Feb 8, 2016

Romance in the air... literally

Stuffing her change in her pocket, she turned and saw Nathan.  He was holding a big orange balloon. 
"Goes with your outfit," he told her, then gently looped the string around her wrist.

 She was going to cry. Jackie felt the tears well up. It was only a ball of colorful rubber held by a string, she knew. But as symbols went, it was the best. She knew that when the air had finally escaped she would press the remains between the pages of a book as sentimentally as she would a rose.

 "Thanks," she managed, then dutifully handed him the ice cream before she threw her arms around him.

 He held her close, trying not to show the awkwardness he was suddenly feeling. How did a man deal with a woman who cried over a balloon? He'd expected her to laugh. Kissing her temple, he reminded himself that she rarely did the expected.

 "You're welcome."

Loving Jack


Roberta F. [CC BY-SA 3.0 
(http://creativecommons.org/licenses/by-sa/3.0)], via Wikimedia Commons

A Bouquet of Balloons To Brighten Your Day


"Would you care for a balloon?" His voice took on a formal note.
"Yes, thank you," she returned in a matching tone. "A blue one."
The next two hours were the most carefree Foxy had spent since she had begun her social duties as Mrs. Lance Matthews.

The Heart's Victory

Feb 7, 2016

Why Do We Laugh When We’re Scared?

Jackie slammed both hands over her mouth as she gasped and choked. 
"I thought you were six men with homicidal intentions. 
One of you had a scar, and the little one had a face like a weasel."

 "So naturally you came down to beat us all off with a souffle pan."

 "Not exactly." Still giggling, she propped herself against the counter. 

"I'm sorry, I always laugh when I'm terrified."

 "Who doesn't?"

Loving Jack


We usually think of laughter as being a response to pleasure or amusement—we’re supposed to laugh when we find something funny, not scary. So why do we laugh when we’re scared? 
It turns out scientists still aren’t sure what makes us laugh in seemingly inappropriate contexts—though they have some pretty compelling ideas.

Feb 5, 2016

Think proposing is easy? Think again or ask Rafe, Holt... AND Clooney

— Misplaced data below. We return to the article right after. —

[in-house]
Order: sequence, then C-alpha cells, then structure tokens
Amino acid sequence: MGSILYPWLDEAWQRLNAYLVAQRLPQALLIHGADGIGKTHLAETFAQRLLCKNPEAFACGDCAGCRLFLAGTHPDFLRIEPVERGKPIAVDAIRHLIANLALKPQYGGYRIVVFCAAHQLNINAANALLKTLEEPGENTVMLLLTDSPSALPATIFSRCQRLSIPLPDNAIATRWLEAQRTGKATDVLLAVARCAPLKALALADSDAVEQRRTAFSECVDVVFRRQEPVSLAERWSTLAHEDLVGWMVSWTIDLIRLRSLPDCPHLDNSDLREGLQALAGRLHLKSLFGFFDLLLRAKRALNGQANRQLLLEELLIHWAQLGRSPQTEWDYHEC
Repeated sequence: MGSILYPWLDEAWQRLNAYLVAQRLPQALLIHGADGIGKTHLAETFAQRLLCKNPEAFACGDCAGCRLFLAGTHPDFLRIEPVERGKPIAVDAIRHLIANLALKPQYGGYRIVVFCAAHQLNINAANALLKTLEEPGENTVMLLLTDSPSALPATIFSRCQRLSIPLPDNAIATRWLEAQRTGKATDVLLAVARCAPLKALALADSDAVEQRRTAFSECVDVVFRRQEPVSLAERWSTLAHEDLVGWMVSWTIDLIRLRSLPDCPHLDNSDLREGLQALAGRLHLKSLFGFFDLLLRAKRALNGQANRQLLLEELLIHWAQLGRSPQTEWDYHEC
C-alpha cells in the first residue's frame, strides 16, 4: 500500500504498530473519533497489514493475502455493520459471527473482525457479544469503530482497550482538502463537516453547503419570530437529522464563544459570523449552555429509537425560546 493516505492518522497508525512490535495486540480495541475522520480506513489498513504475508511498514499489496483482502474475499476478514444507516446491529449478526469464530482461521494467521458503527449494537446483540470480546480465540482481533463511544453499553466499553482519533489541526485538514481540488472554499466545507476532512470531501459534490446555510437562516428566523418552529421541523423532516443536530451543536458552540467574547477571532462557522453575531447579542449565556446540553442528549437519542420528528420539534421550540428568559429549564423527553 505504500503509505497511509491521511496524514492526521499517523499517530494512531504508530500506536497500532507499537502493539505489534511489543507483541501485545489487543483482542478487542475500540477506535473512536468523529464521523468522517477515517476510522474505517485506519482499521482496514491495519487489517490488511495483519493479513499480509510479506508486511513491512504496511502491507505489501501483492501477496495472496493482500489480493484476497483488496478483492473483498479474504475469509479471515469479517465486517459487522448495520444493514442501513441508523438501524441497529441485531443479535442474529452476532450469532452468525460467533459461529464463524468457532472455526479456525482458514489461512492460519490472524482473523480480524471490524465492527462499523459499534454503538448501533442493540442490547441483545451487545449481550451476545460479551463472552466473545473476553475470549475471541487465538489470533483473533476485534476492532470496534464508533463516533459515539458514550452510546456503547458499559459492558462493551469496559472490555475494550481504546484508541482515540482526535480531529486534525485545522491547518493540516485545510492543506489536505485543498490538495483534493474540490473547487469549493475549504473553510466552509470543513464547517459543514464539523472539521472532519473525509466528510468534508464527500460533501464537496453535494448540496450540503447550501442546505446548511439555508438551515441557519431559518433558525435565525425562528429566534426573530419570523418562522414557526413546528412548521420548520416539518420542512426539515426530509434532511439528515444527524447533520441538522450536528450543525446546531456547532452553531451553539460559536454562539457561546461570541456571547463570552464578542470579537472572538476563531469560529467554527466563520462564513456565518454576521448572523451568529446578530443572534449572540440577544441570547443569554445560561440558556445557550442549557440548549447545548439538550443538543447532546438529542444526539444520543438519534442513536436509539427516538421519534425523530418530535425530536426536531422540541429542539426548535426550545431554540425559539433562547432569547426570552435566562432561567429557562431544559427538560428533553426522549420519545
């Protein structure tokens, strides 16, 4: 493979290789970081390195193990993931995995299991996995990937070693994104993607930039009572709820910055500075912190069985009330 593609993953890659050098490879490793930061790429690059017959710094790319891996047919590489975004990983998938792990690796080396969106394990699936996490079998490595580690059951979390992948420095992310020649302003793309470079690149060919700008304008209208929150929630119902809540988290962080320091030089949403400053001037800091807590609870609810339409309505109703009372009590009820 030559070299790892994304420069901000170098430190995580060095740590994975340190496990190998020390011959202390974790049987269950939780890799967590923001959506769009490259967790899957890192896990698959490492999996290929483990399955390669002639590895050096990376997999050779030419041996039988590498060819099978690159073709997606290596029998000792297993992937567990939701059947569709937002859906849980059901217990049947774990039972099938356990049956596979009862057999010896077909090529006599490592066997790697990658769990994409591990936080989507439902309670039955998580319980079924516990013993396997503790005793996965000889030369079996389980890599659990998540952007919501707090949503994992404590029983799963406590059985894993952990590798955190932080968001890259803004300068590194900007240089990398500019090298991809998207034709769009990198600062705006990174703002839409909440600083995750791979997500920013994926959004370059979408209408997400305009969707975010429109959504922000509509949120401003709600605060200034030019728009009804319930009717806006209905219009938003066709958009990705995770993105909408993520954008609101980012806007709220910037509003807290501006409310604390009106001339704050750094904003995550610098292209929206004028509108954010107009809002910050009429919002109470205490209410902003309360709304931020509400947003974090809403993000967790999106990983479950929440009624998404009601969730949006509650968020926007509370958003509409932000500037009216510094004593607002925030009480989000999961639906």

He got down on his knees.
"What are you doing?"
"Just keep quiet," he warned her. "And if you laugh, you pay."
Mortified, he swore under his breath, dragged a hand through his hair. And bit the bullet.
"'When I arose and saw the dawn, I sighed for thee.'"
"Don't interrupt me." Miserably embarrassed, he glared at her.
"Now I have to start over."
"But you don't have to—"
She drew in a breath, wondered if there was another woman in the world who had ever had Shelley quoted to her with eyes that threatened murder. "Sorry. You were saying?"
He shifted his weight. "Okay. 'When I arose and saw the dawn, I sighed for thee / When the light rode high, and the dew was gone, and...' Oh, hell." He raked his fingers through his hair and tried to concentrate. "I got it. 'And noon lay heavy on flower and tree, And the weary Day turned to her rest, lingering like an unloved guest, I sighed for thee.'"

His breath came out on a huff of tremendous relief. "That's all I've got. It took me more than a week to memorize it. If you mention this to anyone—"

"I wouldn't dream of it." Incredibly moved, she laid a hand on his cheek. "That was very sweet of you."

"It kind of fits the way I feel about you." And now that it was over—thank God—it hadn't been as bad as he'd feared.

The Return of Rafe MacKade


George Clooney Reveals How He Proposed to Amal Clooney


“And I'll remind you of the night you asked me to marry you, when you gave me flowers and candlelight, then shouted at me and raged up and down the room, making me love you even more.”
“If that's all it takes, you'll be delirious about me by the time I'm sixty.”
“I already am.” She lowered her mouth to his.
“Suzanna.” He drew her closer, started to roll her under him, then swore. “It's your own fault,” he said as he nudged her aside.
“You were supposed to be sitting over there, dazed by my romantic abilities.” He fought to untangle his jeans and pull the jeweler's box from the pocket. “Then I was going to get down on one knee.”
Eyes wide, she stared at the box, then at him. “You were not.”
“Yes, I was. I was going to feel like an idiot, but I was going to do it You've got no one to blame but yourself that we're lying naked on the floor. Here.”
“You bought me a ring,” she whispered.
“There could be a frog in there for all you know.” Impatient with her, he flipped up the top himself. “I didn't want to give you diamonds.” He shrugged when she said nothing, only stared into the box.

Suzanna's Surrender